Do you hear it? If you don’t, just wait until the TNT telecast of the New York Rangers game on Wednesday night. It will the constant chatter about Pavel Buchnevich and how the Rangers gave up on him and basically handed him to the St. Louis Blues. They will talk ad nauseum about his goal scoring, his penalty killing, his fabulous season etc. God help us if he scores a goal. Okay, we’ll concede that this season, the return that the Rangers got was meager, but lets dive in a little deeper.
First off, Blue Line Station’s Matthew Tricomi eloquently made the case for Ranger fans to get past the trade. What’s done is done and it can’t be undone. You can read it here. But there are even more reasons to take a realistic look at the trade. As we dive into this, we are going to make one key assumption, that Buchnevich would have been the right wing on the line with Mika Zibanejad and Chris Kreider. There is no way that Gerard Gallant would have meddled with the KBZ line, based on it’s prior success.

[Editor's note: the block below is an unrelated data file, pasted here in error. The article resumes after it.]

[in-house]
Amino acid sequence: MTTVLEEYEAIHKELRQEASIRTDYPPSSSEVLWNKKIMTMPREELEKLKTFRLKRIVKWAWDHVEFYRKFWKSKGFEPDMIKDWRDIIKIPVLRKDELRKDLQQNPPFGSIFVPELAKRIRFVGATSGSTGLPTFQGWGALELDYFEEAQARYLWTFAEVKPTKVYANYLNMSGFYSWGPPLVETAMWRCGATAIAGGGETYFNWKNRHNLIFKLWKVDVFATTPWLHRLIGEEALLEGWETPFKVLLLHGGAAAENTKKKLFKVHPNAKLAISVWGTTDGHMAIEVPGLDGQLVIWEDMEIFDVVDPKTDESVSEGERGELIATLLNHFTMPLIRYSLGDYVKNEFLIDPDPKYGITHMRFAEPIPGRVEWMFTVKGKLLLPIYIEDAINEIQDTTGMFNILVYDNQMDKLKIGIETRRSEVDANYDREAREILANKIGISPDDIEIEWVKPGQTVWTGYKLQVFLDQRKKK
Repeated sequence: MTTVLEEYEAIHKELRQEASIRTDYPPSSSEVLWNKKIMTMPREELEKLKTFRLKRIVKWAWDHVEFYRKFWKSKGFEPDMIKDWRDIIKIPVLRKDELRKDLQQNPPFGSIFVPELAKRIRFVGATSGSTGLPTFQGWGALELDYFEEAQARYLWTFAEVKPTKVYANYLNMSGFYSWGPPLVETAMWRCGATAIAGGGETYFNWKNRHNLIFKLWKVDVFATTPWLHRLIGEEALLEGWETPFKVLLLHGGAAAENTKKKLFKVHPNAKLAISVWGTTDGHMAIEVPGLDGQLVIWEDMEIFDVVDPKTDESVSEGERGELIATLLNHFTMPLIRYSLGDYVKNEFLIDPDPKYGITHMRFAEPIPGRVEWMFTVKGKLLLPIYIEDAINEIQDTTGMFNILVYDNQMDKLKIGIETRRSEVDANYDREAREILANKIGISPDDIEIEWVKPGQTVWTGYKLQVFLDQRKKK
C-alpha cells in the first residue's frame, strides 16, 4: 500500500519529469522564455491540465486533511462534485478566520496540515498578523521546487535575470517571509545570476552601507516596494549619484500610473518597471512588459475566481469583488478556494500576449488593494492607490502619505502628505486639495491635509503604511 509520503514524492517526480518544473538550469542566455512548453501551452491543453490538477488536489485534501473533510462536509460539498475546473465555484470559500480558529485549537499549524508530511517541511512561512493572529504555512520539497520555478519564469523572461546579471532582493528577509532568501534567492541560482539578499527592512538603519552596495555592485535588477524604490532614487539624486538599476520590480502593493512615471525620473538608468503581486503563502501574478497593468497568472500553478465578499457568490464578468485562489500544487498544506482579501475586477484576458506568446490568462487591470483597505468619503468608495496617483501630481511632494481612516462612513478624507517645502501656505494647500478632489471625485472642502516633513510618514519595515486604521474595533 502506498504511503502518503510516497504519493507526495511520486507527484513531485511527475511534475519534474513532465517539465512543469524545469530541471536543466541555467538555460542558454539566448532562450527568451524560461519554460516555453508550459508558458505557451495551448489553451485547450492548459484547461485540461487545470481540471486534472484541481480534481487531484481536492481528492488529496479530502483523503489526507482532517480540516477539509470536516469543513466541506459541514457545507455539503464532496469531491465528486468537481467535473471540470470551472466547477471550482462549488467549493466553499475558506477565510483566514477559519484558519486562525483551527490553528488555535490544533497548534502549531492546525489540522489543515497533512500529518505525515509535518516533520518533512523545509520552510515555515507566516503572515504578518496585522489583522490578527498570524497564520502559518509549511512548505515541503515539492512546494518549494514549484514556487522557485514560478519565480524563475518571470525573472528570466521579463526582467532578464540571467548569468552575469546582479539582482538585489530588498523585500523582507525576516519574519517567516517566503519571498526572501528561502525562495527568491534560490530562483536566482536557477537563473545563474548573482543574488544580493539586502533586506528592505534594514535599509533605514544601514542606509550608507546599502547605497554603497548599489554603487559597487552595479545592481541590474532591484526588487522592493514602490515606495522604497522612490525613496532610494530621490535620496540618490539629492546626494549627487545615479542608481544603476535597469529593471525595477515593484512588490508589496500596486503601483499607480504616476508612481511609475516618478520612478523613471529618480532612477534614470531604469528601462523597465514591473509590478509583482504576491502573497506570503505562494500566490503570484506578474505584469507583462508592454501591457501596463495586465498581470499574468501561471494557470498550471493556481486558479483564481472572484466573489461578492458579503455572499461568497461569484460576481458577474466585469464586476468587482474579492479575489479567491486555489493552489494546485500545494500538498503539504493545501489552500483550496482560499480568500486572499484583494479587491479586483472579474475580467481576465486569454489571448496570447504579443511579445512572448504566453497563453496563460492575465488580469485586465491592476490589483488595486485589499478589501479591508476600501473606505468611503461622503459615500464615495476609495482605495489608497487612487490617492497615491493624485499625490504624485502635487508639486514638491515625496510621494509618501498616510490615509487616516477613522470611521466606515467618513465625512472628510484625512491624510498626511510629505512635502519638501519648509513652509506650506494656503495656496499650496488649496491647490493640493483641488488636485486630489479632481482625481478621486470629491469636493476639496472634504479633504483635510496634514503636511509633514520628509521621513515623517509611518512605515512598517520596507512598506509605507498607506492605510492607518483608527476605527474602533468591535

There’s no question, Buchnevich is having a career season in terms of goals and points. He has scored 19 goals and added 27 assists for 46 points in 46 games. His career highs are 21 goals and 48 points. He is playing 18 minutes per game on the left wing, mostly on a line centered by Robert Thomas with Vladimir Tarasenko on the right side.
At even strength this season, Buchnevich has scored 13 goals and 31 points. That’s an average of .29 goals per game and .68 points per game 5v5.
Last year with the Rangers, at even strength, Buchnevich scored 16 goals and 36 points in 54 games. That’s a .30 goals per game average and a .67 points per game. So, he is NOT having a career year, he is playing at almost exactly the same level that he did last season.
The big difference is the power play. The Russian is averaging 2:20 per game on the power play for the Blues and he has five power play goals and 14 power play assists. With the Rangers last season he had one power play goal and seven power play assists.